Weekly e-newsletter for members and
friends of the
November 10, 2006
We Live in the Areas of Gray
Back in the early 90’s, after the tragic beating
of Rodney King in
That phrase contains the most optimistic and the most naïve of all hopes. “Can’t we get along?” As a person of faith, I must say, “yes, we can get along.” As someone who is, like you, caught in the midst of the political season, I must say, “No, it seems as if we really can’t.”
Don’t get concerned here, and think that I am
going to endorse one candidate or the other. Don’t worry that I am
going to sing the praises of one political party and chastise the other.
You’ll be glad to know that as a concerned and proud American, I care
deeply about the American political process; and as a pastor who has been
through the mill I usually know when to keep my mouth shut. And besides, by
now, the election is over (though one can’t always be sure about
So today’s thoughts are mainly about how the un-civility of politics spills over into the un-civility of religion. Many might say to me, “Bob, you’ve already got it wrong…the un-civility of religion is spilling over into the political arena and making politics even more un-civil.” That is a very interesting notion. Religion is polluting politics?! Sort of a “chicken and the egg” thing; which really comes first and does it matter?
It seems to me that no matter what issue is debated; be it political or religious or a combination of both… no matter what it is, the issue is portrayed as either black or white. The issue has a distinct right and wrong. There are no areas of gray. You are either for or against something and if you are on the opposite side of the issue from someone then you are not only wrong, but also stupid (or evil or hopelessly misled.)
Such polarizing of all issues does not leave much room for discussing nuances and thoughtful consideration of another person’s perspective. There is no room to agree to disagree.
Look at the mud slinging of political ads. Both parties are adept at this and it is nothing new, but I must admit that the art of political attack ads has heightened the angry words and finger pointing.
Watch TV news and you will often see commentators on both sides of the issue shouting it out. The notion of being fair is really the notion of giving the microphone to two or four people on two opposite sides of an issue…he or she who shouts loudest before the commercial break is the winner.
I feel bad for that. I certainly think that the war in
You and I in the church get caught in this too. Issues that should be rationally considered in all their complexity are the war, stem cell research and issues of poverty, homosexuality, prisons and global warming. But, it is almost too difficult anymore to try to address them in all their complexity, in the context of religion. Since we live in a “right and wrong” society, if I take the opposite side from you, then I am wrong before you even hear me…and then you don’t hear me. (In the same way, I just might be tuning you out before I even hear your careful explanation of the issues that mean so much to you.) And have you noticed that my lists of political and religious topics are pretty much the same?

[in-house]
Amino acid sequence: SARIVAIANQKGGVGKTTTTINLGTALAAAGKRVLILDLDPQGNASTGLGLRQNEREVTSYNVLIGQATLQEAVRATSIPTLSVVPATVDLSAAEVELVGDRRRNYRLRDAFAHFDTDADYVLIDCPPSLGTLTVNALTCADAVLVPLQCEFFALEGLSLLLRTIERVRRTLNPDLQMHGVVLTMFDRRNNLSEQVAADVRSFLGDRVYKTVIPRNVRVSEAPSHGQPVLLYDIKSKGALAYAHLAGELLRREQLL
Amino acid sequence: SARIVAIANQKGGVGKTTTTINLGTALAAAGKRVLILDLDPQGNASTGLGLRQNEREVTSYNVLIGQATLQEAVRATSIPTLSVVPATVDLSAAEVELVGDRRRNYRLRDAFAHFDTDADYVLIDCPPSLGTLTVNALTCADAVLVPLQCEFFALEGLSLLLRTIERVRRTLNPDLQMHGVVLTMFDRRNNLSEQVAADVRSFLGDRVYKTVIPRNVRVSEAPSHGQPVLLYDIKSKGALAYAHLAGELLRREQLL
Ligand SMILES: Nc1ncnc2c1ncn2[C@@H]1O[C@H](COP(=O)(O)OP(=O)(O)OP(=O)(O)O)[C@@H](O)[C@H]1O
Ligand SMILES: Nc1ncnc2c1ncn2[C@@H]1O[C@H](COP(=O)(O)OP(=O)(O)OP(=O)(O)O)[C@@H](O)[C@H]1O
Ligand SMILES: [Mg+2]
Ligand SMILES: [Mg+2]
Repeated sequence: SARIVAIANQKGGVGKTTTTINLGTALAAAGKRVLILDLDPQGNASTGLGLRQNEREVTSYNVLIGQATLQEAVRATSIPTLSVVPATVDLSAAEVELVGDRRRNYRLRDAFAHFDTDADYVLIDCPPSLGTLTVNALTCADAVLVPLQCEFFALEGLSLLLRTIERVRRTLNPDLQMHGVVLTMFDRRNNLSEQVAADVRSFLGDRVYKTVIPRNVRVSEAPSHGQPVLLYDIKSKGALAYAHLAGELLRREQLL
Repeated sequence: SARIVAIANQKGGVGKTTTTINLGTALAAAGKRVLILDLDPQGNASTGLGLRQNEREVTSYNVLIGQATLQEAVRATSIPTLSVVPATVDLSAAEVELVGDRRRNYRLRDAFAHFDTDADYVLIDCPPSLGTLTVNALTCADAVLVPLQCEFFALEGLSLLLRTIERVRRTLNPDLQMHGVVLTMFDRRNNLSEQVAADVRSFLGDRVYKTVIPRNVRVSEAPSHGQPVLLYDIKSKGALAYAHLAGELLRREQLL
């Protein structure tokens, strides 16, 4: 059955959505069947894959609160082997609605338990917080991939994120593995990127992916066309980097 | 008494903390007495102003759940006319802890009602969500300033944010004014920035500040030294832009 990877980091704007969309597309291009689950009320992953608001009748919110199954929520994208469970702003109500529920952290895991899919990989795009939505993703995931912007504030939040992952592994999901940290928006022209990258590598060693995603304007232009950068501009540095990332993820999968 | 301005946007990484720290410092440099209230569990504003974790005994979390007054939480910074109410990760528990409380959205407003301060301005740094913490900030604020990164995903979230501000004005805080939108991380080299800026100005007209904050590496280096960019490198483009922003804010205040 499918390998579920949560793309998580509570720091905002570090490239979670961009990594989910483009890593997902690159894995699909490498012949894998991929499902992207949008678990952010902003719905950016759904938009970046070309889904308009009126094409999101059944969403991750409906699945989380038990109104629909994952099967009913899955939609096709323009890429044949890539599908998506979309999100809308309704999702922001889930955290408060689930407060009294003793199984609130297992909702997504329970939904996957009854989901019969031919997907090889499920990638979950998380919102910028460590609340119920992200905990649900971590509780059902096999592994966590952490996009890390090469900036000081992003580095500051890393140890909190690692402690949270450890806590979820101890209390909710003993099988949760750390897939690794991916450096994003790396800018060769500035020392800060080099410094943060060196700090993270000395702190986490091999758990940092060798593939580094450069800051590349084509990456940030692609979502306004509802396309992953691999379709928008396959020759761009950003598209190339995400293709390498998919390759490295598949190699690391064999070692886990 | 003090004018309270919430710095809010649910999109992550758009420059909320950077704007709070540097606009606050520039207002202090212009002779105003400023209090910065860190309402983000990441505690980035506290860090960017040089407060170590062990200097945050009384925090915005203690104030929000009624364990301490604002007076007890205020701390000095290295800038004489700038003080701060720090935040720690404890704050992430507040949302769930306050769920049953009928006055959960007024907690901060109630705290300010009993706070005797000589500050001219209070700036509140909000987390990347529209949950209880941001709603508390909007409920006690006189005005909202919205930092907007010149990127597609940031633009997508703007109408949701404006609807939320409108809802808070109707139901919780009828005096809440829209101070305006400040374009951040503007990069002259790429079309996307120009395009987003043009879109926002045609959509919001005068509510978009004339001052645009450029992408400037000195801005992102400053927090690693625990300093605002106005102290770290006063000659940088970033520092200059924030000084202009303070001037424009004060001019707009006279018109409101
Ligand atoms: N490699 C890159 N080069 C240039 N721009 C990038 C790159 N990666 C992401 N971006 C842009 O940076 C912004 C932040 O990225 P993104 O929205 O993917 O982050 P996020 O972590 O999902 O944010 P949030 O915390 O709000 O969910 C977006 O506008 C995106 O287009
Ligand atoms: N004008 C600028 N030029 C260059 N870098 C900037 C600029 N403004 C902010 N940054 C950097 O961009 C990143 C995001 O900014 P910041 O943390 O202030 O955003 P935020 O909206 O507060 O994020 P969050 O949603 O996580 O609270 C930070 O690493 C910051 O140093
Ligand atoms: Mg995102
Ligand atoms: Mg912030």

A few years ago, I was involved in a rather noisy debate (or mud-slinging) where two sides of people in the community were debating the morality and decency of some photos at an exhibit at a local college. It wasn’t a pretty debate. There was essentially the debate of being right and wrong concerning the photos. For one such fellow, I was clearly in the wrong and he told me so in angry terms. His pastor was there and even he would not apologize for his parishioner’s rude comments.
But a half year later I saw the “rude” fellow in the video store. I first made certain that he did not see me looking at videos the “foreign film section” and then I went over to him.
I asked him to tell me what he thought about those photos and why. Then I told him what I thought about the same photo display and why. We both looked at each other and realized that we were virtually in agreement on the photos and their appropriateness in a public setting. I think we then re-stated our positions just to make certain that we had heard the other and ourselves clearly.
No, we heard each other correctly. We were quite close to in our positions. The major difference is that he approached it from one end of the religious/political spectrum and I from the other. In this case, we actually did nearly meet in the middle. We sheepishly shook hands as we each silently acknowledged our mutual misunderstanding of the other at the meeting six months before. Even years later we remained friendly as we greeted one another all over town.
So, when the question is asked, “Can’t we
all just get along?” The answer is, “possibly.” But
we’re all going to have to find that video store in south central
Rev. Robert Tussing